A driver has been shamed and handed a fine after a baby was found strapped in a “very dangerous position” in a car seat.
The driver, a 27-year-old man, was driving a Holden Commodore along the Sturt Highway, west of Euston in southern NSW, on Sunday about 3.30pm when he was pulled over for a random breath test.
He was driving on an international license.
“Seated in the rear seat was a 24-year-old female and a seven-month-old baby,” NSW Traffic and Highway Patrol Command wrote on Facebook.
“The baby was positioned forward facing in a car seat that was of very poor condition.”
Police said the anchor strap of the car seat “was tied across the top of the car seat across the child’s chest passing underneath his neck”.
The seat also “was not secured or anchored in any way”, police said.
“The child did not have any seatbelt adjusted or fastened and was in a very dangerous position for a child of that age,” police said.
The boy and his mum were escorted by police to a nearby town to get a proper seat for him as officers had “serious safety concerns”.
“All children must be safely fastened in the correct child car seat for their age and size,” police said.
“A child who is properly secured in an approved child car seat is less likely to be injured or killed in a car crash than one who is not. Children under six months must be restrained in an approved rearward-facing restraint.”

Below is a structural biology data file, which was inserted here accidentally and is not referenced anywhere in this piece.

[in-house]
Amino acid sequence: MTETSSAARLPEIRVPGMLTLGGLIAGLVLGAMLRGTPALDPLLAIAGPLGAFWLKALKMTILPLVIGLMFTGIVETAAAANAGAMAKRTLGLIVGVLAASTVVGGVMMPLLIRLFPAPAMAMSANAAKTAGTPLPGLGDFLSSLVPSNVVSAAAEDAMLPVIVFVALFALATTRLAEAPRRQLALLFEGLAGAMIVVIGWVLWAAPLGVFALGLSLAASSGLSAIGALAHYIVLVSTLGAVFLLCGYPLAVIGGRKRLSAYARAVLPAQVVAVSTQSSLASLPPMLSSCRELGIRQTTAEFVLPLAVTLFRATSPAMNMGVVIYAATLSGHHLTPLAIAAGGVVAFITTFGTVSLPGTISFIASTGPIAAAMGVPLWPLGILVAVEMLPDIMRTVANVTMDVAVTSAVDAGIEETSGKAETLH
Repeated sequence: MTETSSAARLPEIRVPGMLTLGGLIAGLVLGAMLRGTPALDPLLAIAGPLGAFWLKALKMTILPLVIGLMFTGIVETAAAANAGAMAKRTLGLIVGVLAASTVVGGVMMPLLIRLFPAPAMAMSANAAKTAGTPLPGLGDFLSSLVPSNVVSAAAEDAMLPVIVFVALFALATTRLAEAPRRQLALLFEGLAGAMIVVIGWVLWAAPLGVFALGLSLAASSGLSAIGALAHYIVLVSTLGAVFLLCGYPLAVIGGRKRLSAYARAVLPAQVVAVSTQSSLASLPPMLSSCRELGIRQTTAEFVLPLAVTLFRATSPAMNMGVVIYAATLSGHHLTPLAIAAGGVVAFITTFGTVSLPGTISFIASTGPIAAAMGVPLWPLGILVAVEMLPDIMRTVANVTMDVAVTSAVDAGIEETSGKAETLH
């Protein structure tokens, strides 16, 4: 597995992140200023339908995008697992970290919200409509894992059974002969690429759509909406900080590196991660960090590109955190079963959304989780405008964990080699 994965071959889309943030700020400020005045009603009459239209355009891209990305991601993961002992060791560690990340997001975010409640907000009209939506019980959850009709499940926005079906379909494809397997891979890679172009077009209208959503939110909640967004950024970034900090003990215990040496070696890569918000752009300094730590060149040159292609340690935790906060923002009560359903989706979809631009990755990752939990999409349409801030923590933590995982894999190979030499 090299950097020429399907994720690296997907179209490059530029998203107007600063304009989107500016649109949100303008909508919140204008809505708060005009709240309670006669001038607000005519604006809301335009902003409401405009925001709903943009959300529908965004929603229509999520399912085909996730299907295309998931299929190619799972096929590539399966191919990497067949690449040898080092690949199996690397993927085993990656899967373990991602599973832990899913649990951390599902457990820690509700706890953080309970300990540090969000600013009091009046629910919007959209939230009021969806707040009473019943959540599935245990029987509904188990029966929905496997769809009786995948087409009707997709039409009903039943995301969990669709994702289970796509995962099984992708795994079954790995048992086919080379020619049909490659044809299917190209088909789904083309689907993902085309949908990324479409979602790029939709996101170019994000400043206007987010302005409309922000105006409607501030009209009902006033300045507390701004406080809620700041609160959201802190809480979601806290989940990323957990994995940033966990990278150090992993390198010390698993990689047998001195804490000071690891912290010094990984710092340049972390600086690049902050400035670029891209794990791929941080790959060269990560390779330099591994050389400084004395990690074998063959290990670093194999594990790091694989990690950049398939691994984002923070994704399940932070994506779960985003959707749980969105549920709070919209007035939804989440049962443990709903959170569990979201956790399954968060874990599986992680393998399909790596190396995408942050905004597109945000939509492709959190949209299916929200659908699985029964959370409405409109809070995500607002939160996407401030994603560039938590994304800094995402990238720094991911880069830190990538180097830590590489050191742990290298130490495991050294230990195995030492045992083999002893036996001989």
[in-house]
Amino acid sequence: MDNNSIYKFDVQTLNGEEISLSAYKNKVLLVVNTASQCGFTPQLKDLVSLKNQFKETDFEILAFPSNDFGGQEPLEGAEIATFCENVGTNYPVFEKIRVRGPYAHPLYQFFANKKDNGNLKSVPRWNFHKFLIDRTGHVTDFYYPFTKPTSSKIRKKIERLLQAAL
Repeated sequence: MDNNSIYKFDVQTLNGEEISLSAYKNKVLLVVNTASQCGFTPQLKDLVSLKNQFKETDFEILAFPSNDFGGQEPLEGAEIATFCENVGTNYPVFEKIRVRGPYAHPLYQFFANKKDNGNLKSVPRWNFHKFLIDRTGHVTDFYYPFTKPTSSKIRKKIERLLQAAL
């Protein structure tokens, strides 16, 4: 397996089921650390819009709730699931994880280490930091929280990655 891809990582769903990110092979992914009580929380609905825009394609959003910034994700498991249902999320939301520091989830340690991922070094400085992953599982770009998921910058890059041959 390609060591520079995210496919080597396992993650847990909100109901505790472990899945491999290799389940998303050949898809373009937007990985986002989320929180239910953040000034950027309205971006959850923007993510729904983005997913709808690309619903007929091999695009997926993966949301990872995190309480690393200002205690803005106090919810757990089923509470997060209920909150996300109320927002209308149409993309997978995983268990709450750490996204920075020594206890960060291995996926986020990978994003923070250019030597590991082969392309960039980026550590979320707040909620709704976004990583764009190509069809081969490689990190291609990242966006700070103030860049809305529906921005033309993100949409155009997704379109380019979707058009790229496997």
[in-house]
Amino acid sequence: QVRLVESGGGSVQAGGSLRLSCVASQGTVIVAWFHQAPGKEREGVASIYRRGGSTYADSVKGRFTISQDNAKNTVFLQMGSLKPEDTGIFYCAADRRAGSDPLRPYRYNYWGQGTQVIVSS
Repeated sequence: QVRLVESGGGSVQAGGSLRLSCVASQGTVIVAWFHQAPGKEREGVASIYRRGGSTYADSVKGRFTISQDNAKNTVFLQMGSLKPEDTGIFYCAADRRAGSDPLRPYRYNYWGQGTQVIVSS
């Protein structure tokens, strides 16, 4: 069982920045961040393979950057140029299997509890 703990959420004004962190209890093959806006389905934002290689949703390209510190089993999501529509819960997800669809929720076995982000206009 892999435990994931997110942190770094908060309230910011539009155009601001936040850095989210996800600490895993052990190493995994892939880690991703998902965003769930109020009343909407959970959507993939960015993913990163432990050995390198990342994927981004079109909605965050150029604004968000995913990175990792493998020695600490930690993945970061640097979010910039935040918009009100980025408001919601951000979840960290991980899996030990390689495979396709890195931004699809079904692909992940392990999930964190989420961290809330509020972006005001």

The man was fined $337 for “driving with child older than six months but less than four years not restrained as prescribed” and received six demerit points.
He was also fined for driving an unregistered vehicle which carries four demerit points and a $1422 fine.
On Facebook, many called the man “careless” for how the boy was seated.
“Oh wow, some people just have no clue,” one woman wrote.
“Poor baby. So glad the police stopped this car,” another woman wrote.
But some had sympathy for the parents and suggested there needed to be better education about child safety in cars for overseas drivers.
“There really needs to be more education when it comes to car seats
clearly people aren’t understanding what’s safe and what’s not,” one woman wrote.
”Maybe they need to start giving out leaflets (in multiple languages).”
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